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Ontario PC Leader Race Undecided Amid Reported Vote Recount

Jen Skerritt, Greg Quinn
Ford Motor Co Photographer: Jeff Kowalsky/Bloomberg

A closely watched election to lead Ontario’s Progressive Conservative Party -- one which could thrust the brother of the infamous late Toronto mayor Rob Ford into the national spotlight -- hangs in the balance amid a vote recount.

Late Saturday there was no official winner declared between the leading candidates, Doug Ford and attorney Christine Elliott. Lawyers are allegedly demanding a recount of some of the votes cast, according to the Toronto Star.

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A review of a certain allocation of votes is under way and “we expect this review to be resolved in the short term, and by that I mean as soon as practically possible,” Hartley Lefton, a PC party official, said in televised remarks.

The Canadian Broadcasting Corporation and the National Post earlier reported that Ford narrowly edged out rivals and will take the helm, three months before a general election in Canada’s most populous province.

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Ford is a former Toronto city councilor who made a late run for mayor in 2014 after his younger brother was diagnosed with cancer. He came in second behind former provincial legislator John Tory. Ford declined to run in the last PC leadership race in 2015, and at the time backed Elliott.

Ford, like his brother, touted his connections to ordinary voters dubbed “Ford Nation” who want small government and a tough style of speaking.

Remembering Rob

Rob Ford had a troubled tenure after becoming Toronto’s mayor on a promise to halt a “gravy train” of spending that appealed to voters in the suburbs of Canada’s biggest city. He admitted to the use of crack cocaine and became the butt of jokes on talk shows within and outside of Canada. He died in 2016 at age 46 after being diagnosed with liposarcoma, a rare type of cancer.

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Elliott represented the Whitby-Oshawa district east of Toronto in the Ontario legislature for nine years starting in 2006 and was named as an advocate for the province’s patients in 2016. She was married to Jim Flaherty, the former federal finance minister, before he died in April 2014.

The PC leadership contest was triggered by the resignation of Patrick Brown in late January after a CTV television report featuring interviews from women who said he made unwanted sexual advances -- allegations he’s denied. Similar claims also led to the exit of the party’s president. Years of preparations to unseat the Liberals led by Premier Kathleen Wynne must now be refashioned in a matter of weeks ahead of the election on June 7. The party has already lost several elections in a row to the Liberals.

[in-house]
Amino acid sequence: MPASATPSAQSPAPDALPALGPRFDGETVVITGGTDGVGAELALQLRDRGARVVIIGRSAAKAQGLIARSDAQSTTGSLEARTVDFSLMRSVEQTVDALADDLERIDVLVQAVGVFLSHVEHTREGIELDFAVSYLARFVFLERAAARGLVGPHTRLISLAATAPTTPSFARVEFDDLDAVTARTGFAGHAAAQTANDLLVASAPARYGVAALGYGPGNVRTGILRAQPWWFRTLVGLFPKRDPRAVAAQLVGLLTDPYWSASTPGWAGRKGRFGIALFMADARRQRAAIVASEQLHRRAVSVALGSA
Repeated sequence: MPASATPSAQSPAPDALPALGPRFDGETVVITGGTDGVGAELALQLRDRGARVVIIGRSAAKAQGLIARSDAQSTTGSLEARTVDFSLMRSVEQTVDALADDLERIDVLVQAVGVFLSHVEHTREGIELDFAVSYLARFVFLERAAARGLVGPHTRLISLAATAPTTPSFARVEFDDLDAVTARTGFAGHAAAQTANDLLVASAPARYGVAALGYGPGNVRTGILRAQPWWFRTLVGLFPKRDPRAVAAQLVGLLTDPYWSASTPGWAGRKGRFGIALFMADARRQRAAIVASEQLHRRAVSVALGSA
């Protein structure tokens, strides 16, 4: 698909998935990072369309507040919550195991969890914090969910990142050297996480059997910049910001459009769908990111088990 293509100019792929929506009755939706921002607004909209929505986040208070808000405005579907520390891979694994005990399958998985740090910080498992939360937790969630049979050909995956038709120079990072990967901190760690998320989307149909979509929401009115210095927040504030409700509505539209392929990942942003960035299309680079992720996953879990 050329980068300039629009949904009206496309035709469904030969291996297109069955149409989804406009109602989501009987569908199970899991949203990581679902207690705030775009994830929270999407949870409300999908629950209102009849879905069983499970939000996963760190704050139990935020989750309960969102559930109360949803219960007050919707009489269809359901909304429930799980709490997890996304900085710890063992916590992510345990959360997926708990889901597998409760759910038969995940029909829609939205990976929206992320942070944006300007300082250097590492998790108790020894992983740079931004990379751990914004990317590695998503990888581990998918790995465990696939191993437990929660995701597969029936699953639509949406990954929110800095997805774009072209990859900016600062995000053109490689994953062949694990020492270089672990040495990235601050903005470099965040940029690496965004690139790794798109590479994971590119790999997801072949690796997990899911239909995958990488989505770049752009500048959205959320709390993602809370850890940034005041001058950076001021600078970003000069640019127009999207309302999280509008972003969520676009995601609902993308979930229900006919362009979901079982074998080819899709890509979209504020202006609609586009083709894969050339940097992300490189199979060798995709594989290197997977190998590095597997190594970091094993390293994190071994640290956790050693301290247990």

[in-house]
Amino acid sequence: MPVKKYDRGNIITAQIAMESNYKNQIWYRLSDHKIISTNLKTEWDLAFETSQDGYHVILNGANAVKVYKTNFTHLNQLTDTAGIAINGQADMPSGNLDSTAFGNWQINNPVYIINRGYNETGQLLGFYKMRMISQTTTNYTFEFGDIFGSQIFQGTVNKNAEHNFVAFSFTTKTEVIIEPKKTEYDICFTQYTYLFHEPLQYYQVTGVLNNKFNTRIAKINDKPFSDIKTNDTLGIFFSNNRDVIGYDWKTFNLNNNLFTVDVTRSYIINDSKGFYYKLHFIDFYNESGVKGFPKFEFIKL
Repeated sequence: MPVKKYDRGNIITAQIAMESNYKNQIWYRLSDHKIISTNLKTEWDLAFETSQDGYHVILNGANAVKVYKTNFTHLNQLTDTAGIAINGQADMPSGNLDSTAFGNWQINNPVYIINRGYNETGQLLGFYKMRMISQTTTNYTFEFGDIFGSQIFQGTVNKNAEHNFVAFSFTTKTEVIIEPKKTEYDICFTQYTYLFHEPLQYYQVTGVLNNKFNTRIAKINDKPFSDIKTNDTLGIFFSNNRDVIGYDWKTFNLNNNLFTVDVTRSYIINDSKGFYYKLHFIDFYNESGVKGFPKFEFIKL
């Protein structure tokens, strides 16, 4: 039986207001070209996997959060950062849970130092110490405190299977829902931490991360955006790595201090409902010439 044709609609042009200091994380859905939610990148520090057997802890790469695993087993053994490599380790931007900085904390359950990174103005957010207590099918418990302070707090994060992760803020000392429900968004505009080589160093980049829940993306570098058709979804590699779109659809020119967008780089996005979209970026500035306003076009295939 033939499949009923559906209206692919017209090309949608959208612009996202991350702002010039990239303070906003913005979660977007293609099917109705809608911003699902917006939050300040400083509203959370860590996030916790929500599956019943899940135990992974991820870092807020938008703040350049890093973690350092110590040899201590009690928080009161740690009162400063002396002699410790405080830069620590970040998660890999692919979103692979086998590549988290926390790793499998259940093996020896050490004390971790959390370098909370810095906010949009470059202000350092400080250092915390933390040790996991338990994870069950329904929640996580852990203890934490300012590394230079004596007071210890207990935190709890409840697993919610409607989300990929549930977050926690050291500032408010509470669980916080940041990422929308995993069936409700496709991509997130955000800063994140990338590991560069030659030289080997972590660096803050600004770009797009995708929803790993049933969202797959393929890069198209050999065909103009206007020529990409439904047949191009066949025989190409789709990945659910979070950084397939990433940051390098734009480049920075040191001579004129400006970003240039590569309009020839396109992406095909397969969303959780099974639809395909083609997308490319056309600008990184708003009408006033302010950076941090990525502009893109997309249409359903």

Largest Economy

The Wynne government’s popularity had trailed PC’s before the troubles with Brown, with some voters upset over jumps in their electricity bills and a long struggle to balance the province’s budget.

The winner of the PC leadership contest will challenge Wynne to run Canada’s largest provincial economy, equal to almost 40 percent of the nation’s gross domestic product and home to Canada’s banking and corporate hub. The province is also Canada’s major manufacturing region and boasts major auto assembly plants.

Ontario’s broader manufacturing base has struggled with tougher foreign competition and is at risk from U.S. trade protectionism, including tensions over steel, and the risk that President Donald Trump will quit the North American Free Trade Agreement.

U.S. Trade Representative Robert Lighthizer said last week that the prospect of shifting voter alliances because of elections in Ontario, Quebec and Mexico, as well as U.S. Congressional mid-terms, was one reason he wants the pace of talks to speed up.

Unworkable Proposals

Canada’s negotiators have resisted what they call unworkable proposals such as a greater quota for American auto production within Nafta and the right to review and quit the pact every five years. Some 75 percent of Canada’s exports are sent to the U.S., and uncertainty over trade has slowed investment in the nation.

Ontario will return to a budget deficit after balancing its books in 2017-18, the only year in the past decade, Finance Minister Charles Sousa said on March 7. The province plans to run a deficit of less than 1 percent of gross domestic product in 2018-19 and will have “a clear plan to track back to balance,” he said.

The move was a break from last year’s budget when the forecast was to balance the budget in 2017-18 for the first time since 2008 and keep doing so through 2020.

Updates with party official comment in third paragraph.

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Read Ontario PC Leader Race Undecided Amid Reported Vote Recount on bloombergpolitics.com